- The solution of devising a workable Q story for Star Trek: Voyager was suggested by twenty-three-year old Shawn Piller, the son of Michael Piller. Recalling the younger Piller's original mention of the idea to him, Michael Piller recounted, "My son heard me chatting away at the dinner table and he came in and started pitching and he gave me this basic idea." (Captains' Logs Supplemental - The Unauthorized Guide to the New Trek Voyages) The senior Piller also remarked, "When my son heard me talking about [the difficulties of bringing Q to Voyager] at home, he came up with the idea that all of us had been looking for for years, and that is a true creative achievement [....] The bottom line is [we had] been looking for a Q story that we would feel comfortable with." (Cinefantastique, Vol. 28, No. 4/5, pp. 98, 100) Shawn Piller's solution specifically involved another member of the Q Continuum necessitating the introduction of the familiar Q. Jeri Taylor commented, "[It] found a way to get him there which was via the other Q. We inadvertently beam him on board and he needs someone who knows about humans. Who better than John de Lancie for that?" (Cinefantastique, Vol. 28, No. 4/5, p. 100)
- The next step was presenting Shawn Piller's idea to the series' writing staff, with the obvious exception of his father, who reflected, "I had him come in and pitch with everyone in the room." Despite his familiarity with Voyager's production staff, Shawn Piller was still required to take this next step. Michael Piller explained, "Everybody knows Shawn and would like to help him. But we're not just going to hand him an assignment because he's my son. I'm pretty tough that way, but he came up with this thing himself and he wrote the story himself." (Captains' Logs Supplemental - The Unauthorized Guide to the New Trek Voyages) Commenting on this meeting, the senior Piller proudly noted, "The most experienced Star Trek minds had been stumped by the challenge of bringing Q to Voyager – but my son walked in with the answer." (TV Guide, 17-23 Feb.) Shawn Piller's plot idea was immediately approved by the series' writing staff. Jeri Taylor remarked, "Michael's son, Shawn Piller, sold the story to us [....] It worked and if it worked we were happy to do it." (Cinefantastique, Vol. 28, No. 4/5, p. 100)
- Although Michael Piller had ignored his son's first story proposal (which had nevertheless gone on to become the story for TNG: "Journey's End"), the senior Piller – who had a long track record of accepting story ideas, regardless of their source – found himself compelled to accept the pitch. Michael Piller recounted, "I would have been a fool to turn it down. The record is very clear that I will buy a good story from anybody." (TV Guide, 17-23 Feb.) After having bought the story, Michael Piller insisted on scripting the episode's teleplay. Referring to his son, the writer remarked, "He would have loved to have written the script, but as I said, there are no favors here. He had never written a teleplay, and I wasn't going to pay him to practice on us." (Captains' Logs Supplemental - The Unauthorized Guide to the New Trek Voyages)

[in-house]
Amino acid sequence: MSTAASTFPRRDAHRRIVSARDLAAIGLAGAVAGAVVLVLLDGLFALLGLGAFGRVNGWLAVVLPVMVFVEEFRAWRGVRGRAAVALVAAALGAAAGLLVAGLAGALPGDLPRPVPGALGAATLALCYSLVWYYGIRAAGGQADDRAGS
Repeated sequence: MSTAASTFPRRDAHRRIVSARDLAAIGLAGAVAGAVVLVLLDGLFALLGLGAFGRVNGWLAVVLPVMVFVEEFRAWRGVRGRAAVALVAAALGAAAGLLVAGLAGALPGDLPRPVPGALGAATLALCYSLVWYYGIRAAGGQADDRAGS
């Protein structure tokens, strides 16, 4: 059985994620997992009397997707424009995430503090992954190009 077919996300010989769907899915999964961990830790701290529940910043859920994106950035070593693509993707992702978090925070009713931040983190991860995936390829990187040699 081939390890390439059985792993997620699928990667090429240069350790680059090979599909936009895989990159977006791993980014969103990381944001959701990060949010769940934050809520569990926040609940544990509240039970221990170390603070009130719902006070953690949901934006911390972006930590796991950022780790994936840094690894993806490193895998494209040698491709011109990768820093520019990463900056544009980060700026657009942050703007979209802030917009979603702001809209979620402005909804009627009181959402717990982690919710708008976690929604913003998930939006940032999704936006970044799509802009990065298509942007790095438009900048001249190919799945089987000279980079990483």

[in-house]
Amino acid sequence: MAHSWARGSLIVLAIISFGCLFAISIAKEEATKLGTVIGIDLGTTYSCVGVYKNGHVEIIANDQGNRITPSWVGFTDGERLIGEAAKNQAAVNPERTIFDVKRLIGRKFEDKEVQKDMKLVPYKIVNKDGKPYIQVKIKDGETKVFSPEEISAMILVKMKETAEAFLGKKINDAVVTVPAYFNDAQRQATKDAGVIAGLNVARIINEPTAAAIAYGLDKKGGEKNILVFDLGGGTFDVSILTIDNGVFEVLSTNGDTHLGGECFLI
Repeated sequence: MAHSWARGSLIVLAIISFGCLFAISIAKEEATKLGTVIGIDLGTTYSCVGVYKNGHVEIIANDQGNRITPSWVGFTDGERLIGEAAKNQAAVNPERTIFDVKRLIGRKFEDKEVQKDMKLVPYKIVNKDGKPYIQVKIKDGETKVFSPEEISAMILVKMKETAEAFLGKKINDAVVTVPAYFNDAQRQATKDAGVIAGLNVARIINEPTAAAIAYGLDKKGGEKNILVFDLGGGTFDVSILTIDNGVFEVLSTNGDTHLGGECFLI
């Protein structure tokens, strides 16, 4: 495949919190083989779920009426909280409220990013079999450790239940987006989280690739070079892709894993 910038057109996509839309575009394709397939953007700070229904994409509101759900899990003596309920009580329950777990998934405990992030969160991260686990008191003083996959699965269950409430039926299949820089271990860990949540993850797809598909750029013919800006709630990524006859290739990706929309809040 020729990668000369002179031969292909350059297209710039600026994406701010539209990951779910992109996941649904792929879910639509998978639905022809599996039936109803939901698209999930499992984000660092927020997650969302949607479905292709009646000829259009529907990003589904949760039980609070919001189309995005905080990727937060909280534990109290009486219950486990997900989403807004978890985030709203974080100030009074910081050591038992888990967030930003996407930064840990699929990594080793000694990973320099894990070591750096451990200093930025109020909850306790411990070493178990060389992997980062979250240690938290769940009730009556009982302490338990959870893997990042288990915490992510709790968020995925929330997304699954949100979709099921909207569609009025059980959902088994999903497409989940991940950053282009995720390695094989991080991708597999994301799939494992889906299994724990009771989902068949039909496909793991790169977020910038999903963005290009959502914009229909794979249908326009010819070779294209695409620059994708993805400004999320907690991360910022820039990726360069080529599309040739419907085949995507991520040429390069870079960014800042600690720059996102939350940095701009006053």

- The way that the Pillers approached this episode was usual of Michael Piller and the other producers of Star Trek: Voyager, rooting the story's imaginative concepts – typical of the far-out ideas that the writers frequently devised for Star Trek – in the personal dynamics of the characters and how the aforementioned concepts would affect them. In this case, the Pillers used three typical methods of focusing the story on the characters; they created an alien character (in this case, Quinn) with whom the audience could identify, they used an alien culture (the Q) to personify the concepts that the writers wanted to explore (such as immortality and omniscience), and they centered their story around a character (Quinn) who would be most affected or hurt by the situation (using this as a means to dramatize immortality, which would probably be normally a somewhat comfortable situation, not particularly conducive to drama). (Star Trek: Fan Collective - Q text commentary)
- Star Trek: Voyager's writing staff also set out to make Q's relationship with Janeway considerably different from the relationship that the former character had had with Jean-Luc Picard in Star Trek: The Next Generation. Jeri Taylor recalled of this challenge, "Could we develop a relationship between him and Janeway that wouldn't be a repetition of his relationship with Picard. We had no interest in doing that." (Cinefantastique, Vol. 28, No. 4/5)